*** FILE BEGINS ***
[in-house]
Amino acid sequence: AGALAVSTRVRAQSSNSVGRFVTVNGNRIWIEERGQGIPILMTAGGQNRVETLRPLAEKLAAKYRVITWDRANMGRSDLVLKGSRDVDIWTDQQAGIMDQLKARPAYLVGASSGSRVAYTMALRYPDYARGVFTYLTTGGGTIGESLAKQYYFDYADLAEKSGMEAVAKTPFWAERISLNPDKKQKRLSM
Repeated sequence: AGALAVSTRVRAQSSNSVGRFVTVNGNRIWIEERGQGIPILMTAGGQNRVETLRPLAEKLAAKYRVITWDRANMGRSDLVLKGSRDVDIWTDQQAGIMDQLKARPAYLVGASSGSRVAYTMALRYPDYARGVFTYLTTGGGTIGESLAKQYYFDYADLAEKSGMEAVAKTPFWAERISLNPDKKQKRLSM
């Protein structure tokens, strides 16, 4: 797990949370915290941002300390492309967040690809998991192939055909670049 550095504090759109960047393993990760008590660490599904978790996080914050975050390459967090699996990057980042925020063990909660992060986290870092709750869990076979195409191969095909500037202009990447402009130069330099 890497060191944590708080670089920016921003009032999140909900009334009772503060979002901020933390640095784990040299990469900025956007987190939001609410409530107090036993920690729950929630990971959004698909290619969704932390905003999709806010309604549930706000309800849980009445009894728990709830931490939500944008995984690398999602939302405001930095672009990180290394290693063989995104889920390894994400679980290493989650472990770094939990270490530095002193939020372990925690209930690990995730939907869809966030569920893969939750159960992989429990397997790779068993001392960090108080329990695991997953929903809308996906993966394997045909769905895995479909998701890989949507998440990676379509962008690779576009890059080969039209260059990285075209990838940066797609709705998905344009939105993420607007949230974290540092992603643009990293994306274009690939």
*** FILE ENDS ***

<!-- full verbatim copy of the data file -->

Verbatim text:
[in-house]
Amino acid sequence: AGALAVSTRVRAQSSNSVGRFVTVNGNRIWIEERGQGIPILMTAGGQNRVETLRPLAEKLAAKYRVITWDRANMGRSDLVLKGSRDVDIWTDQQAGIMDQLKARPAYLVGASSGSRVAYTMALRYPDYARGVFTYLTTGGGTIGESLAKQYYFDYADLAEKSGMEAVAKTPFWAERISLNPDKKQKRLSM
Repeated sequence: AGALAVSTRVRAQSSNSVGRFVTVNGNRIWIEERGQGIPILMTAGGQNRVETLRPLAEKLAAKYRVITWDRANMGRSDLVLKGSRDVDIWTDQQAGIMDQLKARPAYLVGASSGSRVAYTMALRYPDYARGVFTYLTTGGGTIGESLAKQYYFDYADLAEKSGMEAVAKTPFWAERISLNPDKKQKRLSM
């Protein structure tokens, strides 16, 4: 797990949370915290941002300390492309967040690809998991192939055909670049 550095504090759109960047393993990760008590660490599904978790996080914050975050390459967090699996990057980042925020063990909660992060986290870092709750869990076979195409191969095909500037202009990447402009130069330099 890497060191944590708080670089920016921003009032999140909900009334009772503060979002901020933390640095784990040299990469900025956007987190939001609410409530107090036993920690729950929630990971959004698909290619969704932390905003999709806010309604549930706000309800849980009445009894728990709830931490939500944008995984690398999602939302405001930095672009990180290394290693063989995104889920390894994400679980290493989650472990770094939990270490530095002193939020372990925690209930690990995730939907869809966030569920893969939750159960992989429990397997790779068993001392960090108080329990695991997953929903809308996906993966394997045909769905895995479909998701890989949507998440990676379509962008690779576009890059080969039209260059990285075209990838940066797609709705998905344009939105993420607007949230974290540092992603643009990293994306274009690939």